While we often hear the term “freezing to death” as a form of exaggeration, that was actually a reality for a poor feline who literally nearly froze to death because of the frightful weather outside. Alison Baker, a woman from Denver, Colorado, had gotten a frantic phone call from a friend last week, telling her that she had found a cat that was practically buried in snow and was unsure if the poor feline would survive. Baker tells the local news that she was convinced that the kitten would have been dead upon arriving at her place.
When the frozen kitten arrived, they put the cat on a heating pad and wrapped it up in blankets to warm its body up. The kitten had a severe case of hypothermia, unsurprisingly, so they took it to the Dumb Friends League, an animal shelter. Right away, the group started working on the female feline, who was deemed unresponsive at first. Still, the persistent staff ended up wasting no time at all, once they saw how serious the situation was.
“[They] fortunately did the right thing by bringing her to us, and it ultimately saved her life,” Megan Rees, who is a part of the Dumb Friends League.
“Our health care staff immediately placed her in a bed of heating pads and warming blankets, we put warming ‘booties’ on her paws and used a hair dryer to raise her body temperature,” she continued. “We also administered warm IV fluids.”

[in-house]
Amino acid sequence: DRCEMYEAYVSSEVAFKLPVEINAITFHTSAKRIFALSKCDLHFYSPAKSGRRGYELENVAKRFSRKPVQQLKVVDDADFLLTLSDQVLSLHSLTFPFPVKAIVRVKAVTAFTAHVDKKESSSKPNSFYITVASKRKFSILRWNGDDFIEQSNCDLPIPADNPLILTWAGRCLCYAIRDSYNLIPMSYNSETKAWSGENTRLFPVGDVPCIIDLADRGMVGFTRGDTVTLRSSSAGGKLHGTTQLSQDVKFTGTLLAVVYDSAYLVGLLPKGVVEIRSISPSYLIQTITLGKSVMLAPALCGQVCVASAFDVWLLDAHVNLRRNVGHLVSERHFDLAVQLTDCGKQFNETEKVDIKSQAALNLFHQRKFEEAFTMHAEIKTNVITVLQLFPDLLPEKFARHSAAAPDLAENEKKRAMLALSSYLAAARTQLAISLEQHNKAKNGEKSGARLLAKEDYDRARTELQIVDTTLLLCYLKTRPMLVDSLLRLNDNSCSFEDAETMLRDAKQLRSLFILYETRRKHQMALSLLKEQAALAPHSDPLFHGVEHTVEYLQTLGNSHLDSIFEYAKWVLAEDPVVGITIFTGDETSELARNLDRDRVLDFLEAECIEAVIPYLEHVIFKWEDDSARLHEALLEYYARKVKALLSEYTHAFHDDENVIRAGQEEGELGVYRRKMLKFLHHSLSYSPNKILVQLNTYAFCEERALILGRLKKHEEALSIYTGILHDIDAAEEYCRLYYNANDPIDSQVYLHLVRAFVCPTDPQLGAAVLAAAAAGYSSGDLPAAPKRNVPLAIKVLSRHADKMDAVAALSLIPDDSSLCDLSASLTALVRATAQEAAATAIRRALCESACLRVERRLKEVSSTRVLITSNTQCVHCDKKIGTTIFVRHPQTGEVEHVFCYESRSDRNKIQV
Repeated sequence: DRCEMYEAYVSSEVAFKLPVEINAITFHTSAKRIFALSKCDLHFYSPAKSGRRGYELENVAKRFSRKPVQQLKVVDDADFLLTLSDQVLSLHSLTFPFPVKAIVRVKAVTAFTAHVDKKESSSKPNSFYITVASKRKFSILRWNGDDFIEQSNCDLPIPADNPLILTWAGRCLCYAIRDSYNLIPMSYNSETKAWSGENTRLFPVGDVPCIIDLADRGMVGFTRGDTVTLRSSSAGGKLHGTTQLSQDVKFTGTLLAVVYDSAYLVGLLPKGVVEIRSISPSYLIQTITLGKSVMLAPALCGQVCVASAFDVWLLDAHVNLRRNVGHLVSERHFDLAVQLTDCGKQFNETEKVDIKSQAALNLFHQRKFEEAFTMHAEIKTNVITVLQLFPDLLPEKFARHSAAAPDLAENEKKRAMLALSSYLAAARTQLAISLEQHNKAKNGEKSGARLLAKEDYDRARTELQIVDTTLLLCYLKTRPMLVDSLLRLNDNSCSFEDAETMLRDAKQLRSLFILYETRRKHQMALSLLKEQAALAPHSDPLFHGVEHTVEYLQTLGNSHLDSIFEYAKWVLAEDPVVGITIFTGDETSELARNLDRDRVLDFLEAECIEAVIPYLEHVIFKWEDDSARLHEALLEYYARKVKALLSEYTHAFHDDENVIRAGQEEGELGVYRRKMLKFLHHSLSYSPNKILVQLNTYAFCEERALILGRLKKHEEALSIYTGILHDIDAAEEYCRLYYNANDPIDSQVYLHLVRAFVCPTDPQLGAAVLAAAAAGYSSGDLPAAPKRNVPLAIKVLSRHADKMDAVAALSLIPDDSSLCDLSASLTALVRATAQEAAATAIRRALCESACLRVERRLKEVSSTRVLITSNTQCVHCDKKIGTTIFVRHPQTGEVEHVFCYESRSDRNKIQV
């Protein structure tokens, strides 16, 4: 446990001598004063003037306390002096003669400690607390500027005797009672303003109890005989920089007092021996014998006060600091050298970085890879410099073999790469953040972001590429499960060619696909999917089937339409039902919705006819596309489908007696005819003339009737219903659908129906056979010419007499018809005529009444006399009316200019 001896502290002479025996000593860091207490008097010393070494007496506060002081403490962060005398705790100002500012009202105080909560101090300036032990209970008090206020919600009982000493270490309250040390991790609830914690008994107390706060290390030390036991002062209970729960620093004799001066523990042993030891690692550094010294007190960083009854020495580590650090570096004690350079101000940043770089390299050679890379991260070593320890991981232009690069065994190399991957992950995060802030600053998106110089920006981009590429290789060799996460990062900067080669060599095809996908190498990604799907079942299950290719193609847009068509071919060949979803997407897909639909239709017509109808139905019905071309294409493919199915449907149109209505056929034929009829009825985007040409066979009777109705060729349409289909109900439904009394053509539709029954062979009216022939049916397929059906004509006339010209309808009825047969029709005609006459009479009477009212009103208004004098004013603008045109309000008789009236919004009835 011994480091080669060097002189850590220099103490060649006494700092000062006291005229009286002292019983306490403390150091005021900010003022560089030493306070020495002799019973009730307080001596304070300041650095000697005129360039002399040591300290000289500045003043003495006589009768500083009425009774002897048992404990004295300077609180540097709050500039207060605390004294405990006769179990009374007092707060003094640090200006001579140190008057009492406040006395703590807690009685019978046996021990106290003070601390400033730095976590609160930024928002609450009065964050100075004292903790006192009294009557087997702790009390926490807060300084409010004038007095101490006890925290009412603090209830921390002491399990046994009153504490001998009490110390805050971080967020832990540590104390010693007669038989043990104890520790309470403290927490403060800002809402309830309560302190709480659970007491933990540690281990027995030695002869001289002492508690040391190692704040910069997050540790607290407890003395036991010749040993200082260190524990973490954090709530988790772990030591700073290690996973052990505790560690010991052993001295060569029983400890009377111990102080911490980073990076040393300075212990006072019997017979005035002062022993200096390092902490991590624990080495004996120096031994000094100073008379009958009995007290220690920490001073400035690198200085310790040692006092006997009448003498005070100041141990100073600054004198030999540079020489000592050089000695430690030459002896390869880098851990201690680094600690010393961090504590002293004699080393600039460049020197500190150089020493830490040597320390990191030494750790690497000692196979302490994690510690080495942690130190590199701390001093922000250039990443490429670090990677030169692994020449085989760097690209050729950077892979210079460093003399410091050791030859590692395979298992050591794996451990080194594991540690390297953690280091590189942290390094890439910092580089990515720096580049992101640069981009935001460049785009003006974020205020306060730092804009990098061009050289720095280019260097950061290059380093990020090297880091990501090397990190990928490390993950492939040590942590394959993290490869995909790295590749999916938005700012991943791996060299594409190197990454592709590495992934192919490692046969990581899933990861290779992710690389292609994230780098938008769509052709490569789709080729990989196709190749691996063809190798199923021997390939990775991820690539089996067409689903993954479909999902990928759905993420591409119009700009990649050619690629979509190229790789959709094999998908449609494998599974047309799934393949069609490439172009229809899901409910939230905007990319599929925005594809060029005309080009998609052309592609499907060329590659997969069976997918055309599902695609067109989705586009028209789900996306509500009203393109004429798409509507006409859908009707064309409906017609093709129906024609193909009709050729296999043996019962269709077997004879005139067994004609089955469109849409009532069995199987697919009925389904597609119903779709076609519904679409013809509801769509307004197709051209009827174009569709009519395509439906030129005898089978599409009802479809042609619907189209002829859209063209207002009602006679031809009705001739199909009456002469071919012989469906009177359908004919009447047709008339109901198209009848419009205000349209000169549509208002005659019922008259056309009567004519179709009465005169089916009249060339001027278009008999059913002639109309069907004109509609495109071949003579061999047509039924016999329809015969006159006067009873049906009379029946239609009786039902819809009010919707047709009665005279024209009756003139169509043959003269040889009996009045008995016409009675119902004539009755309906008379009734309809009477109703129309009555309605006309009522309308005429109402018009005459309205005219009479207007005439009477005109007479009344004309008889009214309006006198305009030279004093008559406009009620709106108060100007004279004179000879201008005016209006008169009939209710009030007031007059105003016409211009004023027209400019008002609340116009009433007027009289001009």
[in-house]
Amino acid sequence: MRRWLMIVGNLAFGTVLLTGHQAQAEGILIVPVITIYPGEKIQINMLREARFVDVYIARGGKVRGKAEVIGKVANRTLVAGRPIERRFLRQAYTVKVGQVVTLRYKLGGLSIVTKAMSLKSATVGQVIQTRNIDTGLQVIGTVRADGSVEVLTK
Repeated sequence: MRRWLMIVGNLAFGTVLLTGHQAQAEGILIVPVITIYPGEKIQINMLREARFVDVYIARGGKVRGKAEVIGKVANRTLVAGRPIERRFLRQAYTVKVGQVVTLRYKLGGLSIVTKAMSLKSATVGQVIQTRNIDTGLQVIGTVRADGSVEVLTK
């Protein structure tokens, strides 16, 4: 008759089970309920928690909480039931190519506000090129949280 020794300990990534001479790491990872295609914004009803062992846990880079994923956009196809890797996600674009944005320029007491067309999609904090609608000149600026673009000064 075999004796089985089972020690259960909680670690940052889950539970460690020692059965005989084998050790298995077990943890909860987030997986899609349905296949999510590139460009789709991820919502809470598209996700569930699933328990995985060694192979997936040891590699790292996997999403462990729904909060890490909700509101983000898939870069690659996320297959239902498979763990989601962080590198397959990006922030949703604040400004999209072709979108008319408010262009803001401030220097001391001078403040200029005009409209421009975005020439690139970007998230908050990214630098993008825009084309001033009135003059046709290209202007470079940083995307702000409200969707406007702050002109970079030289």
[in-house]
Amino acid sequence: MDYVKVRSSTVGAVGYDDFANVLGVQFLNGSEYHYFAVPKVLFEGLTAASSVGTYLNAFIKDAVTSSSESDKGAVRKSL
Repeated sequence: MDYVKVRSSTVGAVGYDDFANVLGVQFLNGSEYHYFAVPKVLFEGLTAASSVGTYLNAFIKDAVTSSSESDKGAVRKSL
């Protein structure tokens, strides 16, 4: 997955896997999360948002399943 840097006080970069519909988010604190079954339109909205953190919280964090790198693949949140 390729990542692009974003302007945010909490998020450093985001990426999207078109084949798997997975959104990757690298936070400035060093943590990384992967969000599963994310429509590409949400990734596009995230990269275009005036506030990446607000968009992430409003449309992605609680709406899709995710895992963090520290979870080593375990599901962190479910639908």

The staff ended up calling the kitten “Elsa,” based on the character in Disney’s hit animated movie, Frozen. Thankfully, little Elsa made it through, thanks to the swift actions of Baker and her friend as well as being in good hands with the staff at Dumb Friends League. It took about an hour and a half for the kitten’s body to get back to a normal healthy state. It started slowly but gradually she got where she needed to be with much assistance. Just like a Disney movie, Elsa has found her happy ending, not only keeping her life but she also has found a foster home and according to the shelter, she’ll be ready for adoption in a couple of weeks.
While Elsa is currently doing well, her experience is a big reminder that with temperatures dipping to seasonably chilly lows, it is important to keep your pets indoors where it is warm.
“Cats should be kept indoors, especially during the winter, for their own safety and well-being,” Rees says. “It’s important to keep in mind that our pets are affected by the cold weather too, so it’s a good time to brush up on cold weather safety tips.”
(Photo Source: Dumb Friends League)